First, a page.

A diverse crowd gathered Saturday in a park across from the Georgia Capitol to demand justice for the victims of shootings at massage businesses days earlier and to call for an end to racism, xenophobia and misogyny.
The hundreds of people who gathered in Liberty Plaza in Atlanta waved signs and cheered for speakers, including U.S. Senators Raphael Warnock and Jon Ossoff and Georgia state Representative Bee Nguyen, the first Vietnamese American to serve in the Georgia House.
“I just wanted to drop by to say to my Asian sisters and brothers, ‘We see you, and, more importantly, we are going to stand with you,’ ” Warnock said to loud cheers. “We’re all in this thing together.”
Robert Aaron Long, 21, a white man, is accused of killing four people at two Atlanta spas and four others inside a massage business about 30 miles (50 kilometers) away in suburban Cherokee County. Six of the eight people killed on Tuesday were women of Asian descent. Another person also was shot but survived.
Motive not yet established
Investigators have said that Long confessed to the slayings but that he contended they weren’t racially motivated. He claimed to have a sex addiction that caused him to lash out at what he saw as sources of temptation, according to authorities. Police have said they’re still working to establish a motive, including looking into whether the killings can be classified as hate crimes.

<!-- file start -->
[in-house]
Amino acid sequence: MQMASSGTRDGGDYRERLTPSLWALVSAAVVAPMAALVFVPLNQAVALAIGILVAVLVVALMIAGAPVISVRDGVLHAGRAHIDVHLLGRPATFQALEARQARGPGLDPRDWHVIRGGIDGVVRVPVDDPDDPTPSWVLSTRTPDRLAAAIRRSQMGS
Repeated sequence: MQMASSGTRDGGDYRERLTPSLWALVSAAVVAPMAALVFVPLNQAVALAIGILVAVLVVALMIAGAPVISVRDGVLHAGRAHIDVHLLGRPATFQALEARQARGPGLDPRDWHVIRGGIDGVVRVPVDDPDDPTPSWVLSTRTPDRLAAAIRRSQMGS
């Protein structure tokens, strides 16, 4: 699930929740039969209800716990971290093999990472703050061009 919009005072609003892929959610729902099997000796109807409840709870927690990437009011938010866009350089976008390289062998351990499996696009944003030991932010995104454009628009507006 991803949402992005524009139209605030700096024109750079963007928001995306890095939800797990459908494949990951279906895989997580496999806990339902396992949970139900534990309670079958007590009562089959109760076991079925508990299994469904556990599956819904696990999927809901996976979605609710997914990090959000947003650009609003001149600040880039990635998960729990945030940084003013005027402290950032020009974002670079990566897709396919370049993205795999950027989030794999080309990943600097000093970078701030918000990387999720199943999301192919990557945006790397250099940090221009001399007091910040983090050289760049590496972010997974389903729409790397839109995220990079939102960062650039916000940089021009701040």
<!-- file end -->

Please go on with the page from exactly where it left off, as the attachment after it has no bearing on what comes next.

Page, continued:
Georgia lawmakers last year passed a hate crimes law that allows additional penalties to be imposed for certain offenses when motivated by a victim’s race, color, religion, national origin, sex, sexual orientation, gender or disability. A hate crime is not a stand-alone crime under the law, but it can be used to add time to a sentence once someone is convicted of another crime.
Bernard Dong, 24, a student from China at Georgia Tech, said he’d come to the protest to demand rights not just for Asians but for all minorities.
“Many times, Asian people are too silent, but times change,” he said.
Dong said he was “angry and disgusted” about the shootings, and the violence that persists in 2021 against Asians, minorities and women.
Otis Wilson, 38, a photographer who’s Black, said people need to pay attention to the discrimination those of Asian descent face.
“We went through this last year with the Black community, and we’re not the only ones who go through this,” he said.
Voice of America – English